25 May Tantalising Tanzania
By Deepa Thomas-Sutcliffe
The next day we left for the two-day stay at the Ngorongoro Crater Conservation Area, a world heritage site. An interesting display at the visitor centre explained how this crater was once as tall as Mount Kilimanjaro and is now a large caldera (collapsed volcano). I checked into the charming Rhino Lodge and then set out on safari. The crater is a must-visit and packed with animals. If you can only manage one park, I would choose this over Serengeti. I saw buffaloes, bushbucks, ostrich, giraffes and zebras. The next morning, we headed down into the crater and had a very eventful safari viewing and managed my Big 5 (black rhino, lion, leopard, elephant, buffalo). I also saw lions walking in our midst and even saw two large male lions being chased by a buffalo. In addition, I saw a hyena hunt and killing of a baby wildebeest. I also managed to see jackals, Thomsons gazelle and Grants gazelles, antelopes, hartebeest and waterbuck, besides many wildebeests and zebra troupes. This was followed by a tasty lunch at the Hippo Pool, watching them chill in the water. The Masai and their goat and cow herds have grazing rights in the Conservation Area and you can see them striding everywhere in their colourful outfits.
The next days trip was to the famous Serengeti National Park and I was looking forward to the three days we had there to see more big cats. The park is very vast and we were based in the north at Ikoma. The park has got many kopjes (rock outcroppings) that are favourites with cats and geckos. I visited the Simba Kopje and sure enough, spotted a male lion napping on it. I saw many animals I had seen at the other parks and felt like I was starring in a wildlife movie. In addition, I saw the small rock hyrax, who is actually related to the large elephant. As I stepped into the restaurant at Ikoma Tented Camp, the bartender greeted me with a khem cho (a greeting from Gujarat, India). An interesting feature for travellers at the Camps are a book trade corner, where you drop off the books you have read and pick up another one of your choice.
The second day was a big cat sighting – cheetahs, two leopards and many lions, lionesses and cubs. An interesting sighting was of a male lion with a buffalo skull. We headed to the hippo pool, where I saw an exciting hippo fight, lots of open jaws, whirlpools of water and lots of splashing. One of them was defending their territory from the other. In another corner, a mama and baby hippo were spotted and when a crocodile came calling, the mama hippo chased him away. I also spotted the red buck and topis and dozens of interesting birds. I also had a bit of a brush with tsetse flies and was bitten once. We had a blackout for a few hours when an elephant uprooted a tree and brought down the power line.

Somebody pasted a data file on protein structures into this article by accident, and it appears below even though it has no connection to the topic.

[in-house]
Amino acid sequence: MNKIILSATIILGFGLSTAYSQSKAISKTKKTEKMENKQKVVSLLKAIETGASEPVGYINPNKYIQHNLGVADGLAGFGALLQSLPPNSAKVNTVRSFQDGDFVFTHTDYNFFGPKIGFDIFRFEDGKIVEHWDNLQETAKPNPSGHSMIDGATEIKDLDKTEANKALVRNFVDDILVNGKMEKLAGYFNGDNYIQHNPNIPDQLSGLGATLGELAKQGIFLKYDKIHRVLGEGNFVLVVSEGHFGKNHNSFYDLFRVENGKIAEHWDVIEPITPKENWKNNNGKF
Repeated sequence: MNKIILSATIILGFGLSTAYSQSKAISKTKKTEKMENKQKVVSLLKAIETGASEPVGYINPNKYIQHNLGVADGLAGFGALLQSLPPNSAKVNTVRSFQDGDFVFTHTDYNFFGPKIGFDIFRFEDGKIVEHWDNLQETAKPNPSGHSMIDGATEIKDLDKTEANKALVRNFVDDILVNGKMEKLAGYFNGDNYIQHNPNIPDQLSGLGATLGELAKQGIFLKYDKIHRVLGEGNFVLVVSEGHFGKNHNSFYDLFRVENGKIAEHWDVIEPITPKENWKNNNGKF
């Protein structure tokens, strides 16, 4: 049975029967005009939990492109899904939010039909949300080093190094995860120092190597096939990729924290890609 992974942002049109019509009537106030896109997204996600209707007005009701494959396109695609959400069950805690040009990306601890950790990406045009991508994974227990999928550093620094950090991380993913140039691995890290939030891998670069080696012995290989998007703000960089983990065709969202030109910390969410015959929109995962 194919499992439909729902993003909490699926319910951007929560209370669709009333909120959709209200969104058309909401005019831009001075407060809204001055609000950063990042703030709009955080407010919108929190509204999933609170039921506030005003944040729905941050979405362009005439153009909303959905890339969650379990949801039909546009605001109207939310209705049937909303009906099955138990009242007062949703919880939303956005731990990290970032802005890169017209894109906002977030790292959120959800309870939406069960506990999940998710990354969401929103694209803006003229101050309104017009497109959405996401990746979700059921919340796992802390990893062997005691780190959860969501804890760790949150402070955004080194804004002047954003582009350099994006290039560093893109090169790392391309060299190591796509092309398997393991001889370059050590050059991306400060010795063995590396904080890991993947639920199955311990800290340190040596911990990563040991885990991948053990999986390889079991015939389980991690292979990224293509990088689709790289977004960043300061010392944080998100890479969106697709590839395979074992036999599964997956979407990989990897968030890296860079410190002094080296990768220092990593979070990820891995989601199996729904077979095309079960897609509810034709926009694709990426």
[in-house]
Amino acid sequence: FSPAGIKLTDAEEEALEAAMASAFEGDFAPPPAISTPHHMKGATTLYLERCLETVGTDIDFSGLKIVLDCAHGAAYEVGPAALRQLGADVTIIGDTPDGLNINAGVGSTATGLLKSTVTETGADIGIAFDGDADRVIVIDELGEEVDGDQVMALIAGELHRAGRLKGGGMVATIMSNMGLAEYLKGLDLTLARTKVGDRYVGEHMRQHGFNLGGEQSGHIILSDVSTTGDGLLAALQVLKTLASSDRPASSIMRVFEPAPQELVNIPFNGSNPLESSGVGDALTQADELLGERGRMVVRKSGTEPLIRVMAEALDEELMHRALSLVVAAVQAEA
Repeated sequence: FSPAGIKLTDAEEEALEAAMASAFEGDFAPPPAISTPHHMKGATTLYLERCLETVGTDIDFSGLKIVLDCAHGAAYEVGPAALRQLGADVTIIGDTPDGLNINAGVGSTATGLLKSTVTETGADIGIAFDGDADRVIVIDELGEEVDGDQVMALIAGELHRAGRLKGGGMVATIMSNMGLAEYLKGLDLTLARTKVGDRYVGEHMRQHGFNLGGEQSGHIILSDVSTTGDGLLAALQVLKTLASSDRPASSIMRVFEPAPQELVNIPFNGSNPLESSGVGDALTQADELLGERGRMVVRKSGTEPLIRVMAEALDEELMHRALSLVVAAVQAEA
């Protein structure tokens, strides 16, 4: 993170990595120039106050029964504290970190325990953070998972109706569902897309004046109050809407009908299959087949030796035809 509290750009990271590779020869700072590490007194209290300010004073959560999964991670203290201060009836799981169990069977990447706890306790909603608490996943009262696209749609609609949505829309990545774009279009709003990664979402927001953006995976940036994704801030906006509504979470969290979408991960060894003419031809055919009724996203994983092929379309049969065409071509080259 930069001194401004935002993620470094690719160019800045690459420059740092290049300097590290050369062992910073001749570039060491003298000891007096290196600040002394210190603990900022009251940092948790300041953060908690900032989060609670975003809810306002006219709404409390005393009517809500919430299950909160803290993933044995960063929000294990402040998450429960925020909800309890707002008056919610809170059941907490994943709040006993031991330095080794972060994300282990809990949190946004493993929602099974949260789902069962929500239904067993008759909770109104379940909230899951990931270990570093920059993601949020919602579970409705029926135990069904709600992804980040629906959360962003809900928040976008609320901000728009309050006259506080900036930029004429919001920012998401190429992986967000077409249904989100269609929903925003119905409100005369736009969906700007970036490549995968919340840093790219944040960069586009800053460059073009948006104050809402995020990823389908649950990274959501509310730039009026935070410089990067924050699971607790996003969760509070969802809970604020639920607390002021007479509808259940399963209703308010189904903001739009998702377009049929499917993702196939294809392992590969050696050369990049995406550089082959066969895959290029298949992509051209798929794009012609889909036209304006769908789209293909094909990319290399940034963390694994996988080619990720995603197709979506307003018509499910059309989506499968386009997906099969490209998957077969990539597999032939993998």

The last leg of my African safari was a six-hour drive away and downhill to Tarangire National Park. I stopped en route to buy a few souvenirs as gifts for family and a mask for me. Tarangire is very warm and muggy and an avoidable park. I saw the giant Baobab trees, for which it is famous, a few elephants, rock hyrax, giraffes and ostrich. The park was infested by tsetse flies and I got bitten, forcing us to cut short the safari. I had stayed at the Tarangire Elephant Lodge, which has some nice rooms.
The next morning I headed back to Arusha to see a doctor for the bites and for my flight to Kenya for the volunteering stint with Colobus Trust. I stayed at a charming boutique hotel, the Mount Meru Lodge, which has an animal sanctuary on location. Sylvan surroundings, peaceful grazing animals (zebras, waterbuck, peacocks, vervet monkeys and storks) made for a fairy tale ending of my African adventure.